Cutaneous reactions after COVID-19 vaccination
In a prospective study of self-reported cutaneous reactions in over 49 000 health care system employees, (75% of whom received the Moderna vaccine and 25% the Pfizer vaccine), 1.9% reported cutaneous side effects. Rash and itching (distant to the injection site) were most common; more rarely, hives and angioedema were reported. Eighty-five percent of these individuals were women. The rate of reported cutaneous side effects was 2.1% following Moderna and 1.4% following Pfizer. The majority of these respondents did not report a reaction after the second vaccine dose; however, first-time cutaneous reactions were reported in 2.3% of the cohort who responded after their second dose. Injection site reactions after the third (booster) injection have also been reported.
In the largest registry-based study of cutaneous COVID-19 vaccine reactions to date, the majority of reported reactions to mRNA COVID-19 vaccination occurred with the Moderna vaccine (83%) as compared with the Pfizer-BioNTech vaccine (17%). Individuals who experienced reactions were predominantly female (90%), White (78%), and middle-aged.
The most common cutaneous finding in this study was a delayed large local reaction, referred to as "COVID arm," which is a localized erythematous plaque surrounding the injection site that occurs an average of 7 days after the first vaccine dose. The etiology of delayed large local reactions is unknown but is hypothesized to represent a delayed hypersensitivity reaction to the excipient polyethylene glycol in the Moderna vaccine.
Other reported reactions to mRNA vaccines include immediate local injection site reactions, urticarial eruptions, pernio / chilblains, morbilliform / exanthematous eruptions, erythromelalgia, pityriasis rosea-like eruptions, eczematous eruptions, dermatographism, new onset bullous pemphigoid or bullous pemphigoid-like eruptions, a facial pustular neutrophilic eruption, symmetric drug-related intertriginous and flexural exanthema, and delayed inflammatory reactions to hyaluronic acid dermal fillers. A case of skin necrosis after mRNA vaccine and a case of small vessel vasculitis after adenoviral vector vaccine have been reported. Eruptive lichen planus after vaccination has also been reported. There have been rare reports of lymphomatoid reactions after vaccination with Pfizer/BioNTech COVID-19 vaccine. Two cases of new-onset sclerotic skin disease (scleroderma-myositis overlap, eosinophilic fasciitis) following receipt of mRNA COVID-19 vaccines in patients with prior rheumatic cutaneous disease have been reported. New-onset vitiligo has been reported in patients after receiving mRNA vaccines.
Additionally, a number of cases of herpes zoster developing shortly after vaccination, especially after the first dose, with mRNA vaccines almost exclusively has been reported. Also, herpes simplex virus reactivation has been reported.
Vaccine-related eruption of papules and plaques (V-REPP) has been introduced as a term to describe a spectrum of generalized cutaneous reactions to COVID-19 vaccines. Clinical appearance includes a papulosquamous eruption with scale (mild), pityriasis rosea-like eruption (moderate), and a papulovesicular eruption (severe). V-REPP generally appears on the trunk and extremities, but moderate and severe cases can involve the head, neck, and face.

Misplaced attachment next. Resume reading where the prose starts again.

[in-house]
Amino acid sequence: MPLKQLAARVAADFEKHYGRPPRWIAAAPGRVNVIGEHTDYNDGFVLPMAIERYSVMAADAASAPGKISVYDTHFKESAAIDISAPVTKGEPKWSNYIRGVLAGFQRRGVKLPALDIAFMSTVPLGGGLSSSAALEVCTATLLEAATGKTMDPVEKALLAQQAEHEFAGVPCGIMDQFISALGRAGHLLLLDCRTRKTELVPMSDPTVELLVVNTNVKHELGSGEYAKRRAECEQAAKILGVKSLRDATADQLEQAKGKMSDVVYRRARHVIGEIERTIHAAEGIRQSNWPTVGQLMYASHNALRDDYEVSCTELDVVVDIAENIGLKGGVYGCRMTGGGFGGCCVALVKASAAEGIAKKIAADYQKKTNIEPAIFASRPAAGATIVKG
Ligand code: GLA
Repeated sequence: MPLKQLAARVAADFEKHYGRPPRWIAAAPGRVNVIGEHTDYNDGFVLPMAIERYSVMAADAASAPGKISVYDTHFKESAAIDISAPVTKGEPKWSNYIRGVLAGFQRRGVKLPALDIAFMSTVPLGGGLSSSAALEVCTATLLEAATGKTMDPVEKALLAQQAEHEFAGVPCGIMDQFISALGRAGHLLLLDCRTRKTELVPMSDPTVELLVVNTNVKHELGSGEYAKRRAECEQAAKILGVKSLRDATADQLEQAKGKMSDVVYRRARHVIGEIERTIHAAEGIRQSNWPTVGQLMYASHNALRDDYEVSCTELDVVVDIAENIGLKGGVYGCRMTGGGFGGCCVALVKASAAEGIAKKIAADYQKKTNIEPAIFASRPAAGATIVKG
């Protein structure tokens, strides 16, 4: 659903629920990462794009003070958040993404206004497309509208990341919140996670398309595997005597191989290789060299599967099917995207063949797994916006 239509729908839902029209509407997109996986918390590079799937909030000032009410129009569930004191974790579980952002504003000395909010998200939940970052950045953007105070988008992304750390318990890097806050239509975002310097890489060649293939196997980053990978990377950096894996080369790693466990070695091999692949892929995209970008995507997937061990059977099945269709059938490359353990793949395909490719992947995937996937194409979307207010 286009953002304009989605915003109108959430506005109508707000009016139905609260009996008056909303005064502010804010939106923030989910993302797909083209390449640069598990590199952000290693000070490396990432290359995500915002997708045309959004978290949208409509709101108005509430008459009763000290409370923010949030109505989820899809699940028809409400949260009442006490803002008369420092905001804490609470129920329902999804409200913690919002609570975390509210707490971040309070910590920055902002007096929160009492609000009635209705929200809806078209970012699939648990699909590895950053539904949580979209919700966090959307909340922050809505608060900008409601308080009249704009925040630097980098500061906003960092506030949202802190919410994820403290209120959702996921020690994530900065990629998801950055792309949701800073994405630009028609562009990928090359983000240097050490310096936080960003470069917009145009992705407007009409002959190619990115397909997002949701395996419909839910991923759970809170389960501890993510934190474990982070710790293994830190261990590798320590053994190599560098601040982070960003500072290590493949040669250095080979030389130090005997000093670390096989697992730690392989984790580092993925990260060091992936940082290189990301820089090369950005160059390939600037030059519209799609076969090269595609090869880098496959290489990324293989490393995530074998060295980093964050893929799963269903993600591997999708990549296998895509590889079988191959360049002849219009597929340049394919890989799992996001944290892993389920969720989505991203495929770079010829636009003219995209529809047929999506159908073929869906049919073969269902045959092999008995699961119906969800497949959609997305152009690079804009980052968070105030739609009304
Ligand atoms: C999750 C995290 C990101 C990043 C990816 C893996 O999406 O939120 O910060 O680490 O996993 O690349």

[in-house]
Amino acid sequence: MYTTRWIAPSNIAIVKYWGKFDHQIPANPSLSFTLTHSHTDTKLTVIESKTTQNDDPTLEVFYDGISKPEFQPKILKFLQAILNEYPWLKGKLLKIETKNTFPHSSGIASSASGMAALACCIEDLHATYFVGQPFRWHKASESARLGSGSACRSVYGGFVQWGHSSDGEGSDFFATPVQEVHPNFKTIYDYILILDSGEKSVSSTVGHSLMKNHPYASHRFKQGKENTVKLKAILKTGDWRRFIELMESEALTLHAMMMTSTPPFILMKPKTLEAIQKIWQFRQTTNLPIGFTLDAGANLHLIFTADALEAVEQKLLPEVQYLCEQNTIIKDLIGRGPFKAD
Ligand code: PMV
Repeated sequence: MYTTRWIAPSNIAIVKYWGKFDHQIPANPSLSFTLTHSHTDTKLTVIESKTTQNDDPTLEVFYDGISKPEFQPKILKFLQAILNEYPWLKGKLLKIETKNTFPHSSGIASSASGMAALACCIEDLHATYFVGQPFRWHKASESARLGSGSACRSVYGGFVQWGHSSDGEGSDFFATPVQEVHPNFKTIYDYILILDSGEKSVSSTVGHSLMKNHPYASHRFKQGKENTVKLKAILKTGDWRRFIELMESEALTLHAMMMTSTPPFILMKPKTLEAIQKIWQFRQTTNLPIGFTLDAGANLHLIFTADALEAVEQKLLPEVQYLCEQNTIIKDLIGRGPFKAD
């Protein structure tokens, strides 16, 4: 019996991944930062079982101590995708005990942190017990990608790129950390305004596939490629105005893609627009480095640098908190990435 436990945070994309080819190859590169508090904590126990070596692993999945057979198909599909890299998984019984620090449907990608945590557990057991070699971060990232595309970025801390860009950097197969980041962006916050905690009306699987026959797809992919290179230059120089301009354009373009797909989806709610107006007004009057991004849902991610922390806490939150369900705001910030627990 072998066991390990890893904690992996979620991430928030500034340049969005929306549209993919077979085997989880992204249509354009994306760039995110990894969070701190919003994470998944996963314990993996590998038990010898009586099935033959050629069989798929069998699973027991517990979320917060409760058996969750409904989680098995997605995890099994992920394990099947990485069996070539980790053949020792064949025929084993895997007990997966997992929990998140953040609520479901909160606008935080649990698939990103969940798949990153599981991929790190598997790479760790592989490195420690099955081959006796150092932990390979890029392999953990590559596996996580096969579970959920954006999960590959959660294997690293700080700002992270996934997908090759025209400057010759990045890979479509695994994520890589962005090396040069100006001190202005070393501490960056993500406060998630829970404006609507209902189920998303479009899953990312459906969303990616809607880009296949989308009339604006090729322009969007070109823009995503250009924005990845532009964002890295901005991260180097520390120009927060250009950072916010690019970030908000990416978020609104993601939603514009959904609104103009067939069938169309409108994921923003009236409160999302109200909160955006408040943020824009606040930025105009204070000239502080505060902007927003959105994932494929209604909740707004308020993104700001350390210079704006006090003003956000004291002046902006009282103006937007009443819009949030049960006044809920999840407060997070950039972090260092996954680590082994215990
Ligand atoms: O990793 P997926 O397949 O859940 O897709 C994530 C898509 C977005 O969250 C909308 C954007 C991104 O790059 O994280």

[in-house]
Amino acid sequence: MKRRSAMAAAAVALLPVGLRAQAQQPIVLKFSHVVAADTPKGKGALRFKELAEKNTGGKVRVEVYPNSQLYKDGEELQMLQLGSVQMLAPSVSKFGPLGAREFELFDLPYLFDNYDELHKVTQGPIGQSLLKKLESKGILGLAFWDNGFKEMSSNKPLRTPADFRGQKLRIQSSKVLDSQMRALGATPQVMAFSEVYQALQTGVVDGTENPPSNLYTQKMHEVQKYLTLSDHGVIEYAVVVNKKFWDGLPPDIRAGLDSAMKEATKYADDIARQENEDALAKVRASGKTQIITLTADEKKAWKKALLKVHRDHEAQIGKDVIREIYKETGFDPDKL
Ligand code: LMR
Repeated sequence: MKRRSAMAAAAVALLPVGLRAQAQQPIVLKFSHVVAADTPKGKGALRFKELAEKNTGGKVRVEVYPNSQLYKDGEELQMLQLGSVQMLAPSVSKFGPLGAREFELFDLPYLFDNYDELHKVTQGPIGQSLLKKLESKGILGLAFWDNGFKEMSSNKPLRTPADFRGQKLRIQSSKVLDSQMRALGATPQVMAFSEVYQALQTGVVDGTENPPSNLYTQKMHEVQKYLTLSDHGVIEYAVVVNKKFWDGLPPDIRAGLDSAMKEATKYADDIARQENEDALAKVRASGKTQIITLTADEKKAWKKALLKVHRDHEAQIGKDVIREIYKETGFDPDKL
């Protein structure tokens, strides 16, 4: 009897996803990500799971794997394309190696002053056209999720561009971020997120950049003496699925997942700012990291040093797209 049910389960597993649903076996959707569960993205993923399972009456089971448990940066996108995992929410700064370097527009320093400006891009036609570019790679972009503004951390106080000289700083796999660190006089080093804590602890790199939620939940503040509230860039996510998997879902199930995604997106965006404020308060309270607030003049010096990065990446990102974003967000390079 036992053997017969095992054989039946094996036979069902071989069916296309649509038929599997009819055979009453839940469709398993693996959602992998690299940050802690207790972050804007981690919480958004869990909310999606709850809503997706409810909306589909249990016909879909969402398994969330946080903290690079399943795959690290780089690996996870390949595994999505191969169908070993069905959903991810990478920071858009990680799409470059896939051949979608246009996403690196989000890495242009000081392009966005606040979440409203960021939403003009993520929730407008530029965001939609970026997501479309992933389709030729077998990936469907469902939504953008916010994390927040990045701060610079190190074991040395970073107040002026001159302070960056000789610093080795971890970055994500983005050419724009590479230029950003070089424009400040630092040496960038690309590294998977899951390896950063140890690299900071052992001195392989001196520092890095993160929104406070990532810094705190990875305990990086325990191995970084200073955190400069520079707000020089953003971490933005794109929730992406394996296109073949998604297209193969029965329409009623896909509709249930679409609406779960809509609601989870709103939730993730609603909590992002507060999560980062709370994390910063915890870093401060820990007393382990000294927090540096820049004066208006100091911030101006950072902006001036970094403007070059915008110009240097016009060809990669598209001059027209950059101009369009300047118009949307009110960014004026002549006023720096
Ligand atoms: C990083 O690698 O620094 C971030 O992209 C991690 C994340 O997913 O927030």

Cutaneous reactions appear to be self-limited but may be treated with topical corticosteroids, oral antihistamines, and/or pain-relieving medications. Blistering eruptions may be more persistent.
Patients may develop cutaneous reactions after the first dose, second dose, or both doses of an mRNA COVID-19 vaccine. Reactions to the second dose tend to be less severe and develop faster. There have been no reported cutaneous serious adverse events after the first or second dose. Patients should be reassured that development of a cutaneous reaction to the first dose is not a contraindication to receiving the second dose.
Compared with mRNA COVID-19 vaccines, cutaneous reactions have been less commonly reported after adenoviral vector COVID-19 vaccines. However, vaccine-induced immune thrombotic thrombocytopenia (VITT) has been reported in response to the Johnson & Johnson (Janssen) and the AstraZeneca COVID-19 vaccines. VITT may present with a purpuric rash 1-2 weeks after receiving an adenoviral vector COVID-19 vaccine. There have been rare reports of Guillain-Barré syndrome occurring about 2 weeks after having the Johnson & Johnson (Janssen) COVID-19 vaccine. Most cases have occurred in men aged 50 years and older. There is a report of drug reaction with eosinophilia and systemic symptoms (DRESS) following vaccination with the AstraZeneca COVID-19 vaccine.
There are rare reports of cases of myocarditis and pericarditis in adolescents and young adults after getting one of the two mRNA COVID-19 vaccines (Pfizer-BioNTech or Moderna), more often after the second dose than the first; known and potential benefits of COVID-19 vaccination outweigh the risks.
U12.9 – COVID-19 vaccines causing adverse effects in therapeutic use, unspecified
1156256003 – Adverse reaction to component of vaccine product against Severe acute respiratory syndrome coronavirus 2
- Cellulitis – Develops over days, usually accompanied by pain and fever.
- Immediate hypersensitivity reaction / anaphylaxis – Urticaria and angioedema occur within the first 4 hours after injection and may be a contraindication to subsequent vaccination.
- Erythema chronicum migrans – Associated with a history of recent tick exposure.
- Exanthematous drug eruption
- Dermal hypersensitivity reaction
- Acute urticaria as a result of a medication, food, or infection
- Erythema multiforme
- Bullous pemphigoid and other subepidermal autoimmune bullous diseases